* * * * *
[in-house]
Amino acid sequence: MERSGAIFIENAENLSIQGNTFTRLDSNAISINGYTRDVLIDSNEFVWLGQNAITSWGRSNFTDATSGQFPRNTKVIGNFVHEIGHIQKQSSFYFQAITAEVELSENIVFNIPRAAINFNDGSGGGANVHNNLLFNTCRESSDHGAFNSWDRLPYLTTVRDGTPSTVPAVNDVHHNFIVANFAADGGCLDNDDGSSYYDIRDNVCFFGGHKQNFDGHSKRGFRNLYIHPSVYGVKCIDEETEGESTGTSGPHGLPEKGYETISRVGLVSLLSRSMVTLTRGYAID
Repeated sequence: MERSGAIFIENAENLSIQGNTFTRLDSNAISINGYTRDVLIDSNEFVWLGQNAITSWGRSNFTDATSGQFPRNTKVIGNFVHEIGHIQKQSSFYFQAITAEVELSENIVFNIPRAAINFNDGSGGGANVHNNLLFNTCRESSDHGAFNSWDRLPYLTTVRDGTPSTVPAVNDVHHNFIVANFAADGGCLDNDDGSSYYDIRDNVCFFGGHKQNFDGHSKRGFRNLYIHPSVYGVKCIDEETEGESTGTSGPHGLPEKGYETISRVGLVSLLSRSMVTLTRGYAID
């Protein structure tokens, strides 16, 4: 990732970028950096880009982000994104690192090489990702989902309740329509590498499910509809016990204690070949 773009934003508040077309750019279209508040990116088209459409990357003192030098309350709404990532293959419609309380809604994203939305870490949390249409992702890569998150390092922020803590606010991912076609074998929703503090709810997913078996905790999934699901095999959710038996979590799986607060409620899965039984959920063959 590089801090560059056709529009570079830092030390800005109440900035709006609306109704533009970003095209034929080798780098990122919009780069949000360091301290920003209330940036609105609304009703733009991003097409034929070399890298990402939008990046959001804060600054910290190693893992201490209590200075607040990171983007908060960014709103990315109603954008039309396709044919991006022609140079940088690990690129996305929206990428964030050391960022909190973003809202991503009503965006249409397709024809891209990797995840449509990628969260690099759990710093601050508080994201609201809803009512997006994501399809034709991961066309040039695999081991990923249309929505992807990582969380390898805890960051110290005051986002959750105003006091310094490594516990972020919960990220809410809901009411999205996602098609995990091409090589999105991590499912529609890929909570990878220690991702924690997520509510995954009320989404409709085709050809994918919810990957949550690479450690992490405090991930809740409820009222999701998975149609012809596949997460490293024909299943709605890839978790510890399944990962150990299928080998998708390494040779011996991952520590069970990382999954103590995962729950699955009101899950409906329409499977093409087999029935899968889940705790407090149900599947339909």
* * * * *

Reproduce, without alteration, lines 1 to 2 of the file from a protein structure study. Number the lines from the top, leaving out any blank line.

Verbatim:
[in-house]
Amino acid sequence: MERSGAIFIENAENLSIQGNTFTRLDSNAISINGYTRDVLIDSNEFVWLGQNAITSWGRSNFTDATSGQFPRNTKVIGNFVHEIGHIQKQSSFYFQAITAEVELSENIVFNIPRAAINFNDGSGGGANVHNNLLFNTCRESSDHGAFNSWDRLPYLTTVRDGTPSTVPAVNDVHHNFIVANFAADGGCLDNDDGSSYYDIRDNVCFFGGHKQNFDGHSKRGFRNLYIHPSVYGVKCIDEETEGESTGTSGPHGLPEKGYETISRVGLVSLLSRSMVTLTRGYAID